In a few short weeks traditional Emirati sword dancing has been melded into a modern competition which has been dominating life in Fujairah over the last month.
The sword competition has been the focus for a major heritage display and festival with falcons, horses, camels as well as the showcasing of Emirati traditional practices.
Arabic food and drinks have not only refreshed but created satisfying memories of local culture.
The sword dancing has been done to the accompaniment of rhythmic music and yolla dancing by older men.
Different phases have been established in the competition, commencing with the entry into the arena of two zafin (swordsmen) who vibrate their weapons, the jumping up in the air following by dueling and the clashing of the swords, the skilful throwing and catching of the swords and then the final dance with sword balancing and other improvisation.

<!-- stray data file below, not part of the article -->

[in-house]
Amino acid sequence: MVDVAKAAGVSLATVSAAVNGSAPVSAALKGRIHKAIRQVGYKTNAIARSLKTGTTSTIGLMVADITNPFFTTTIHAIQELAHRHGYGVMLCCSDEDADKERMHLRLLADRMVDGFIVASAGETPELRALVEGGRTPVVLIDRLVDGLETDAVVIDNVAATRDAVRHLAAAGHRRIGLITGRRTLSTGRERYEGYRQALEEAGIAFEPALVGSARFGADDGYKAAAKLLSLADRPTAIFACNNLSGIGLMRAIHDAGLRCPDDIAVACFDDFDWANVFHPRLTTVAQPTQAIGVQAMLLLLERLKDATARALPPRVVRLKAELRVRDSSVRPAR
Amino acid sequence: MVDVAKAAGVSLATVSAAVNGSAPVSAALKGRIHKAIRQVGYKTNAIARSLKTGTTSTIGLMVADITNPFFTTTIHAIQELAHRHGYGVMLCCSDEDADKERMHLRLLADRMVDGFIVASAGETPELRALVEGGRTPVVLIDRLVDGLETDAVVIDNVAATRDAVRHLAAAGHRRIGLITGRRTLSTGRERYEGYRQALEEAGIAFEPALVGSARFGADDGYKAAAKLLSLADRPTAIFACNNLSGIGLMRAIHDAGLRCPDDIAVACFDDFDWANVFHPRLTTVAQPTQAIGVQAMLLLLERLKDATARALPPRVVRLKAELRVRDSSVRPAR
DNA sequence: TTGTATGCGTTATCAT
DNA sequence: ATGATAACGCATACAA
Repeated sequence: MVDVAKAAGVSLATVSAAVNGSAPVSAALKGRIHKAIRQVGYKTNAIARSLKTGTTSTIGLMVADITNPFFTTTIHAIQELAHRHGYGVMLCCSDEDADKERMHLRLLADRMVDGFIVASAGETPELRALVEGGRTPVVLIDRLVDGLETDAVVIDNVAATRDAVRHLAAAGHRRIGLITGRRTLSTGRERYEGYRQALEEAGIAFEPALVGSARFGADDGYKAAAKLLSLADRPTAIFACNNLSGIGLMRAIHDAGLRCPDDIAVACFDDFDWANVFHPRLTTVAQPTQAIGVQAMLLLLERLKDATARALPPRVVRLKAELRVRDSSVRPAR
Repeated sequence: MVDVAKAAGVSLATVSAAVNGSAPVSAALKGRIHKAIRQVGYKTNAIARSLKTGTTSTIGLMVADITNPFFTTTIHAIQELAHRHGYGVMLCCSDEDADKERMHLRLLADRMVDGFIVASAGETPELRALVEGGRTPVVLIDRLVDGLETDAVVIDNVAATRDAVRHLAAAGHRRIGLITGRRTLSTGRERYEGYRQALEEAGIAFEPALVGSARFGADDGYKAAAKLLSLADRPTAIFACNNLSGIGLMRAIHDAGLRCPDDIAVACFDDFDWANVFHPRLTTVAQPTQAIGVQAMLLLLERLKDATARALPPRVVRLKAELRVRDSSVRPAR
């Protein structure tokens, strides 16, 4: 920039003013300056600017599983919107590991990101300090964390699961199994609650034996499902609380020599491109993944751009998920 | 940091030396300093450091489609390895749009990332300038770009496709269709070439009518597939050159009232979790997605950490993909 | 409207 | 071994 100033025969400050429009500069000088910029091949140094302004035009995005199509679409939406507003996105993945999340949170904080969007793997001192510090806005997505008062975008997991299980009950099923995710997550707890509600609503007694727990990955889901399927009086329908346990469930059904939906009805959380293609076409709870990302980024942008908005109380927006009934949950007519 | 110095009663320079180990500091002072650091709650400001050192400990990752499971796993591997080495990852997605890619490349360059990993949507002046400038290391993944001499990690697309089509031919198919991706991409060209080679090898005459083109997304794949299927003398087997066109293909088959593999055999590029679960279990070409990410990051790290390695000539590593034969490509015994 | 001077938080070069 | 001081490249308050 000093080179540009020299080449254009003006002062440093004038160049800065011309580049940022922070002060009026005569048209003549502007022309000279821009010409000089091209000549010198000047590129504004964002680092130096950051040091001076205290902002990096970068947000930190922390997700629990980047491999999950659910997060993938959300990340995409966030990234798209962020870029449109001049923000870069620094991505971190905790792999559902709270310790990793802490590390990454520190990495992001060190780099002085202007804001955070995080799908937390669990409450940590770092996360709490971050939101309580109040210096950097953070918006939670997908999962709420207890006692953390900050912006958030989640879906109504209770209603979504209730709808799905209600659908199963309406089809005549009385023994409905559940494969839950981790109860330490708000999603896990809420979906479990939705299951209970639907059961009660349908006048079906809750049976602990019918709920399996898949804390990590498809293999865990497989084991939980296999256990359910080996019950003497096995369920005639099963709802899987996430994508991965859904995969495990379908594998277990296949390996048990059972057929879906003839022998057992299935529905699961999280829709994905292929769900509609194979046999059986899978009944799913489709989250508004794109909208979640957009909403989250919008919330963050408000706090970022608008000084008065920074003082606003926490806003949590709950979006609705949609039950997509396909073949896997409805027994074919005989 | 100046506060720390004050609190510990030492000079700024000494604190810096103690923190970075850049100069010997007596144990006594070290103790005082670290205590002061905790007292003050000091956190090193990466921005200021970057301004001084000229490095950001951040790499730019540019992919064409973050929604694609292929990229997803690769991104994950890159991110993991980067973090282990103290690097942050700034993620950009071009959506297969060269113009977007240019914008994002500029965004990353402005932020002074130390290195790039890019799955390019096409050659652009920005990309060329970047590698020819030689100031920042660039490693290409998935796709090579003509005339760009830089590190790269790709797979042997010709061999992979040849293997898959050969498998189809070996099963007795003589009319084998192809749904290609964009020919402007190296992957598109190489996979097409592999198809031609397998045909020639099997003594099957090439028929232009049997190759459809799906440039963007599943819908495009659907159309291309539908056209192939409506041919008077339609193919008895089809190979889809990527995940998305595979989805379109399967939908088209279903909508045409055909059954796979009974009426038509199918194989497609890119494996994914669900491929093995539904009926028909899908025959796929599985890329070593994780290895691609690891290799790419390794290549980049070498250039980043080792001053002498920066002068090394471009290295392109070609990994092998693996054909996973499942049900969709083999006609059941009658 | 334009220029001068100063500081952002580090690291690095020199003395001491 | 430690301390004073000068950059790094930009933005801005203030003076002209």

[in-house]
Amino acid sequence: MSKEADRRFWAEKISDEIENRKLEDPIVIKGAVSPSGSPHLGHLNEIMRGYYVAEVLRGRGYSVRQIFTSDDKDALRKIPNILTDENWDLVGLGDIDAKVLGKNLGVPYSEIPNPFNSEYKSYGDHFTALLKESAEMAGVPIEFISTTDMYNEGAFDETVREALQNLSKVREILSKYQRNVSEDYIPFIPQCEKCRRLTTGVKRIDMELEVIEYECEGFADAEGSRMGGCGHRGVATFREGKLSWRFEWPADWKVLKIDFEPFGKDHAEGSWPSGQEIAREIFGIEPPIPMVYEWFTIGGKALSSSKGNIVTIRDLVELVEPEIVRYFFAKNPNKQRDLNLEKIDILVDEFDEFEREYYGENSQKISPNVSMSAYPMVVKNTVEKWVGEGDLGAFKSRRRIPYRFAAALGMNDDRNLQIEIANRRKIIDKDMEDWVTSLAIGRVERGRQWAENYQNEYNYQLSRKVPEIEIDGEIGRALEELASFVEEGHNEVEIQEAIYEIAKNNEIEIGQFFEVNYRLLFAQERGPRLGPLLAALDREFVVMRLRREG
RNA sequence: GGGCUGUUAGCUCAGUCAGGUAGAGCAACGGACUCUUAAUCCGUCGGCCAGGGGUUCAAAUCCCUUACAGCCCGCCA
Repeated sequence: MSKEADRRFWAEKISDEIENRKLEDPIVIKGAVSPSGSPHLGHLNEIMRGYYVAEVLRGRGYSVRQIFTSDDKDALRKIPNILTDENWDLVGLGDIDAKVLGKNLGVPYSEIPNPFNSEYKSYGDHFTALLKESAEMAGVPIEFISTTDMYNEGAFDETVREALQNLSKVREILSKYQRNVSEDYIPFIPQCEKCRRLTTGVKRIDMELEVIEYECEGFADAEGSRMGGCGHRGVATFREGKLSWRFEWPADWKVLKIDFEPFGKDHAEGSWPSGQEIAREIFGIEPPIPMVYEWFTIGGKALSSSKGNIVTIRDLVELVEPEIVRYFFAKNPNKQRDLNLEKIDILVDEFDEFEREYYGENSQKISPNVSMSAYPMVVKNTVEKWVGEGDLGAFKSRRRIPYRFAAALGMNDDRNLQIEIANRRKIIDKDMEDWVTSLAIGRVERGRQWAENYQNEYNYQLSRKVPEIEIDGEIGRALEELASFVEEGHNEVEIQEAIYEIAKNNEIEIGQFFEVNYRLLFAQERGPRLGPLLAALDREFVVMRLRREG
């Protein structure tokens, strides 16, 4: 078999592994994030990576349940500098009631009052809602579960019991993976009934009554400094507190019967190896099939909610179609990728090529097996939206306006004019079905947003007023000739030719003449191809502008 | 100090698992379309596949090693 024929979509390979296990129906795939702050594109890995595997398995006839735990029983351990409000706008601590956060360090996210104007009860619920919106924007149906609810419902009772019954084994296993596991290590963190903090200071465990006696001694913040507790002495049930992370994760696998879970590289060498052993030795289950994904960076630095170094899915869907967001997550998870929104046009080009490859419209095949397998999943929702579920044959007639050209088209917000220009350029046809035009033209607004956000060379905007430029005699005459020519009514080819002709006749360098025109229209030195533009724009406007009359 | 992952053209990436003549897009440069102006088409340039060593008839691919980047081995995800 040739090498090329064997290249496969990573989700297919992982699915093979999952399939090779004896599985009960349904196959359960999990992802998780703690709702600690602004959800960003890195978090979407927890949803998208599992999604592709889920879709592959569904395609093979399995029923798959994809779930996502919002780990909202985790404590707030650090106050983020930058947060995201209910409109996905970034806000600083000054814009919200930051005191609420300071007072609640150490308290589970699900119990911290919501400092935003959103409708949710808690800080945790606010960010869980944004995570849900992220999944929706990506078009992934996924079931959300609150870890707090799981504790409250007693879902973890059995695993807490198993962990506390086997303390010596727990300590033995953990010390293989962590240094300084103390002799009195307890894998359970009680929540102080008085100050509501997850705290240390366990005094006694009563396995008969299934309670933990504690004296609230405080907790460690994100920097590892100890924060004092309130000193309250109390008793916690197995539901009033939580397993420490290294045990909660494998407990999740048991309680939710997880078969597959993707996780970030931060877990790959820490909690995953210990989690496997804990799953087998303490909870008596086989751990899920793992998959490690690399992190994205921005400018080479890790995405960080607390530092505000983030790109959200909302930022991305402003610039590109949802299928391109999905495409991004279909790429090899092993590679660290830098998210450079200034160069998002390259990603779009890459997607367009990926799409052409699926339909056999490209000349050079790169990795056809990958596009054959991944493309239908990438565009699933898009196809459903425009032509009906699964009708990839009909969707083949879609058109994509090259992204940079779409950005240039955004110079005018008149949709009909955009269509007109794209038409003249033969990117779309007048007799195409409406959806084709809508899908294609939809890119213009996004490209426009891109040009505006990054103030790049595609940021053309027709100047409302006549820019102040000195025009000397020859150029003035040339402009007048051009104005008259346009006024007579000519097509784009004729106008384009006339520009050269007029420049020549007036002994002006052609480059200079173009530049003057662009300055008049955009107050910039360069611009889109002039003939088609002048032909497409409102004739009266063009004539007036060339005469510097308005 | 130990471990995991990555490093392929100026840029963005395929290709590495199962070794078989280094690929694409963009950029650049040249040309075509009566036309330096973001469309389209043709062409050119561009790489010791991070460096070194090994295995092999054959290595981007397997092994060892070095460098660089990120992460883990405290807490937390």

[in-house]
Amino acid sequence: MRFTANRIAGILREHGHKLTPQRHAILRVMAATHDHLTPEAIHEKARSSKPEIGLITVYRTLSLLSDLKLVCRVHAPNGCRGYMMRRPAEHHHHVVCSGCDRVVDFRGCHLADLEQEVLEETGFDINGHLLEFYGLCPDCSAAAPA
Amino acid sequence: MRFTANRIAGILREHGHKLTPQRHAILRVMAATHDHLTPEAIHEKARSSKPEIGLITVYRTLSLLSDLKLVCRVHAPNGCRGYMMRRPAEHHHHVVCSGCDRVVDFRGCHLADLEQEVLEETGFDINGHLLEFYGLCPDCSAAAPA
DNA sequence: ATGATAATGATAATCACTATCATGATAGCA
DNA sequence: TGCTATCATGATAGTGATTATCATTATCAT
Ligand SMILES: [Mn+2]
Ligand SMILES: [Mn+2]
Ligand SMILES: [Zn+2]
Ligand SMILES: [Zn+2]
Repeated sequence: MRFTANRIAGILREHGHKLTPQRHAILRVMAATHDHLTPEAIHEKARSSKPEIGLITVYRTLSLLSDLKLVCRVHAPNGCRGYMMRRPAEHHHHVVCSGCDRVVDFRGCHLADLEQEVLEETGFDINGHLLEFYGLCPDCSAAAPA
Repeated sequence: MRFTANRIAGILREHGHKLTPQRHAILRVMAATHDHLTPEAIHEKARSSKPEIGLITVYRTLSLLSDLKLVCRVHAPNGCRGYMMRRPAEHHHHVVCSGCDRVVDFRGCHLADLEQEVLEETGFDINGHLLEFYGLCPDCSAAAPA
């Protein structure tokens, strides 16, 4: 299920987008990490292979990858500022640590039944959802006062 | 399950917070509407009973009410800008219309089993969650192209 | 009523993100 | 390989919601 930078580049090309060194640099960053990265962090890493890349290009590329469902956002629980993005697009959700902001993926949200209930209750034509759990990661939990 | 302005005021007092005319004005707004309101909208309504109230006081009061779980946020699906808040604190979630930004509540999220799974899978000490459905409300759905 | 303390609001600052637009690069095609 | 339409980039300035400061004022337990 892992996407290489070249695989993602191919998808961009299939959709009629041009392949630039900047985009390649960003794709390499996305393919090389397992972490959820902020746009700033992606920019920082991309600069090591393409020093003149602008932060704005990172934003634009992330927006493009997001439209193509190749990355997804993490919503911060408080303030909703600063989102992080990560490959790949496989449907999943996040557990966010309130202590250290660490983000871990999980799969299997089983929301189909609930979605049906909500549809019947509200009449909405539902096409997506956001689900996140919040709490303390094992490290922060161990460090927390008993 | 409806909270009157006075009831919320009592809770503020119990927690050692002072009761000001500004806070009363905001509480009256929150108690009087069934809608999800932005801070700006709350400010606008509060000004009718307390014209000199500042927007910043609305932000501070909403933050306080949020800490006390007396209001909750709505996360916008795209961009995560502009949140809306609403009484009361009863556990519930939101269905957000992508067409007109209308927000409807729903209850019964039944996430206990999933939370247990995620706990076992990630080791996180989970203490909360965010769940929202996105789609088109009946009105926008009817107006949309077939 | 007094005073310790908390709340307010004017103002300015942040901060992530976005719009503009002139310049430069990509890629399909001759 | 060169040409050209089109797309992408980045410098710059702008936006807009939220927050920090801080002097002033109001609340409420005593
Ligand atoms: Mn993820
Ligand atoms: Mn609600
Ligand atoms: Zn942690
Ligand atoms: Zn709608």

A team of judges, versed in the ways of the sword from the mountains of the Emirates, has quickly established criteria by which the many features of the sword activities are to be judged.
The Al Saif Traditional Sword Competition is about dancing, rhythm, flexibility, sword skills, jumping, demeanor, respect and a sense of presence.
Through this competition His Highness Sheikh Mohammed bin Hamad Al Sharqi and his organizers have discovered a fascinating way to keep ancient traditions alive, arouse respect among competitors and spectators for the local culture, instill a sense of national pride and display the heritage for others to appreciate and enjoy.
Take a Look
Thanks to Fujairah photographer, Alan Nambiar, for some wonderful images from last Friday at the Fujairah Fort when world records were established. These can be viewed in this album.
This article is also posted on the Fujairah in Focus Facebook Page.
Image: “The Al Saif Traditional Sword Competition is about dancing, rhythm, flexibility, sword skills, jumping, demeanor, respect and a sense of presence.” (One of the many photos courtesy of Fujairah photographer, Alan Nambiar).
Sunday, November 28, 2010
Posted by Geoff Pound at 9:28 PM